Byline: Jim Ostroff

WASHINGTON--U.S. trade officials have decided to drop silk apparel from a $2 billion list of Chinese products that could be hit with mammoth import duties, sources said Wednesday.
The duties would be levied in a sanctions list that will be imposed Monday, unless China takes concrete steps to end piracy of U.S. computer software, music and movies.
However, the sources added, no sanctions list is final until it's released; there is a possibility that strategies could change and silk could appear on the list.
Still, sources said, it appears that a committee composed of officials with most Cabinet agencies in essence bought the arguments raised by importer, retailer and domestic textile industry officials at hearings last week that there is no alternative to China for silk apparel. The committee was charged by the U.S. Trade Representative to recommend Chinese products that could be hit with 100 percent import duties. A preliminary $3 billion list issued May 15 is to be reduced to $2 billion. Apparel comprised about $2 billion of the original list and silk apparel was a major component, valued by the U.S. at $750 million.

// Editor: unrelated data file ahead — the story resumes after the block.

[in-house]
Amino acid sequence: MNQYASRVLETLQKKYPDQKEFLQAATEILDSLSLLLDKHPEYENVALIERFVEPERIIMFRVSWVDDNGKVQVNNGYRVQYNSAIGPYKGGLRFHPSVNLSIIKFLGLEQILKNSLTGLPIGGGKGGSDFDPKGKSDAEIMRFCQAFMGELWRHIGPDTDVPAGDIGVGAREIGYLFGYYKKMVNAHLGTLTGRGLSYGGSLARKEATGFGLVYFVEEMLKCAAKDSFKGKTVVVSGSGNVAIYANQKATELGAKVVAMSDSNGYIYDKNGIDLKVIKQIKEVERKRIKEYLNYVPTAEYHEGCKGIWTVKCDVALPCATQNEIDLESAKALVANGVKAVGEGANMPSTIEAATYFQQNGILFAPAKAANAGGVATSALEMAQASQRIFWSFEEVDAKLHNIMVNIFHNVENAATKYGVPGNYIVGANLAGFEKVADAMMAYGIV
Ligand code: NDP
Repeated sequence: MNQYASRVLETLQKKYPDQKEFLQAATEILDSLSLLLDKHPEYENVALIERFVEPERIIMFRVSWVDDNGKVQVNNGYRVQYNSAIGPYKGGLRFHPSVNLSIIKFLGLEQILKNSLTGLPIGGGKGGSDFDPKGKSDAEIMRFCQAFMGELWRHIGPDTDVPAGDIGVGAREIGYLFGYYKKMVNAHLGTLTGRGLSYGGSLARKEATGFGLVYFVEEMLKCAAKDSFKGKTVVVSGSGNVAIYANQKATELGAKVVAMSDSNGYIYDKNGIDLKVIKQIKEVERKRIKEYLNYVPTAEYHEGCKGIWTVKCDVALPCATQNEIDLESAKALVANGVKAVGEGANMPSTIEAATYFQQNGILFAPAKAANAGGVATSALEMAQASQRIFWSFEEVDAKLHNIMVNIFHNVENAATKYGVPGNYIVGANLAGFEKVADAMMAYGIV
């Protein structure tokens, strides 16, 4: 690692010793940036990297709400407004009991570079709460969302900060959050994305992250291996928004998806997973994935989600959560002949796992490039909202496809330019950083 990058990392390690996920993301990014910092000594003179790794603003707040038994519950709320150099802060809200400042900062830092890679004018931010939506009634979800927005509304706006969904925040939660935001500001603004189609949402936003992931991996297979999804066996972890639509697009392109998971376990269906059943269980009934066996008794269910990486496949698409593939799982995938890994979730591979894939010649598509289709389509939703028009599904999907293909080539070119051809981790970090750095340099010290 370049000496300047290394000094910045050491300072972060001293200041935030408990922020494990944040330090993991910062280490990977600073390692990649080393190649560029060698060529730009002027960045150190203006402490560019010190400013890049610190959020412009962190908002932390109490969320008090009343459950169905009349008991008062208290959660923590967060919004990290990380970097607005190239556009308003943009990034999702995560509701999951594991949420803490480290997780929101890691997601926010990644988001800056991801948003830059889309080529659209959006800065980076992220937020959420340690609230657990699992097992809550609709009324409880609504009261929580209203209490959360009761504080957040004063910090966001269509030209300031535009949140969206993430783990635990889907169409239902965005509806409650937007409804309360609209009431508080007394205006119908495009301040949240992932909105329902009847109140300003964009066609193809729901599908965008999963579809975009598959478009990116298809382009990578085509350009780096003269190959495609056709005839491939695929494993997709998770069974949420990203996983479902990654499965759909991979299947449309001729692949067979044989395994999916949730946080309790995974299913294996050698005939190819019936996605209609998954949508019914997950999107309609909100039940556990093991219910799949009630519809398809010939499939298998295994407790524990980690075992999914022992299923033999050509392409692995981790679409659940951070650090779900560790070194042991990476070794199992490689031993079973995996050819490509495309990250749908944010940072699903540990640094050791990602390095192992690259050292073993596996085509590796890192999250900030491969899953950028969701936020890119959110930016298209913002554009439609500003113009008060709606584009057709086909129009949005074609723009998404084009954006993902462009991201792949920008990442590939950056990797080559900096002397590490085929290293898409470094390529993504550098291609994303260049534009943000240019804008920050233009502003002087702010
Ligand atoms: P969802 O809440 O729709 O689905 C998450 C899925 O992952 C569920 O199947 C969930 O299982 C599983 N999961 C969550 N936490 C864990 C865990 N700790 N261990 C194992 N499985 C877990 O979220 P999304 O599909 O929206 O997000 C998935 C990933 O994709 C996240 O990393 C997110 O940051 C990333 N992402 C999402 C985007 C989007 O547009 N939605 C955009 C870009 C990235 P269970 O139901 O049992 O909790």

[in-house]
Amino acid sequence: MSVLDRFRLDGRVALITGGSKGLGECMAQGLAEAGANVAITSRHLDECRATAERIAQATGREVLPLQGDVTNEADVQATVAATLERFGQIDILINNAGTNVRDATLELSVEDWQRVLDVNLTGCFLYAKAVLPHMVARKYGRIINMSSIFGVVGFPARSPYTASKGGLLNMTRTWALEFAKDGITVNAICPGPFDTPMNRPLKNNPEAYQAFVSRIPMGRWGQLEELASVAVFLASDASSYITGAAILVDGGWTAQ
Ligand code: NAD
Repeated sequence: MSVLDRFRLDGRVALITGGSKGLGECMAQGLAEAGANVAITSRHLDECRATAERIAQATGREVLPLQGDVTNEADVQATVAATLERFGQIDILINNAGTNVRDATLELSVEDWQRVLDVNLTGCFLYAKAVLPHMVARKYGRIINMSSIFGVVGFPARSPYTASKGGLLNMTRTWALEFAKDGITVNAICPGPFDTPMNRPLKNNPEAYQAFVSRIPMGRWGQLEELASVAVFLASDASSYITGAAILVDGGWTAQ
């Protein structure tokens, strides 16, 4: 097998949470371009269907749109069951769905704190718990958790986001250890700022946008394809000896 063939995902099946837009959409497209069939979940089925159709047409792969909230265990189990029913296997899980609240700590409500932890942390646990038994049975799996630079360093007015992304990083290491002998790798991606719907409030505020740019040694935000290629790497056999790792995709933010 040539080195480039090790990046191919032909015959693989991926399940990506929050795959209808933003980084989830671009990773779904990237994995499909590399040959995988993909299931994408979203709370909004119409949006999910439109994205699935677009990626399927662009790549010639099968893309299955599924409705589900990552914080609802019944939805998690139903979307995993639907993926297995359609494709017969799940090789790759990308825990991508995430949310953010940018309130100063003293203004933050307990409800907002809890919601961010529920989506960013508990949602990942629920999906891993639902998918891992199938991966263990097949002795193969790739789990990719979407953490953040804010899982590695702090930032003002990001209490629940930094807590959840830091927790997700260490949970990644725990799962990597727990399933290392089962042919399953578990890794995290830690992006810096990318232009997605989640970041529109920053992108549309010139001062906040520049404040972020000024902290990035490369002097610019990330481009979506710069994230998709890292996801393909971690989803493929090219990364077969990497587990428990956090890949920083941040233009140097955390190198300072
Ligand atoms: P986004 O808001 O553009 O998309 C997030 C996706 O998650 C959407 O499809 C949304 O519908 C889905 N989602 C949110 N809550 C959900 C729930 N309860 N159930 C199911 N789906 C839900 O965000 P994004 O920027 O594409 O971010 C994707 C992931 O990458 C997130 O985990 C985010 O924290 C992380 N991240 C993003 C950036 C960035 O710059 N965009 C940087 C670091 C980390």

Of course, even with the dropping of silk, about $1 billion or more worth of Chinese cotton and man-made fiber apparel, including the major trouser, shirt and blouse categories, could remain on the list and be subject to so-called killer duties.
"If the reports are true regarding silk being removed from the sanctions list, this could save the holiday season for us, because it would permit everyone to buy and sell product on a normal basis, allow retailers to make purchase commitments," said Andrew Jassin, a partner with the Marketing Managing Group, and president, the National Silk Apparel Distributors Association. "The point is that if silk remains on the list and sanctions are imposed, our companies go out of business immediately."
Meanwhile, Charlene Barshefsky, acting U.S. Trade Representative, announced Wednesday she would fly to Beijing to engage in marathon talks this weekend with her Chinese counterpart--leaving two days to avert the imposition of 100 percent import duties on Chinese apparel.
Retailers, importers and apparel makers expressed cautious optimism that eleventh-hour negotiations with China on intellectual property piracy will succeed. But they warned that should a snafu develop, nothing can be done now to avert what some see as major apparel price hikes and out-of-stock situations.

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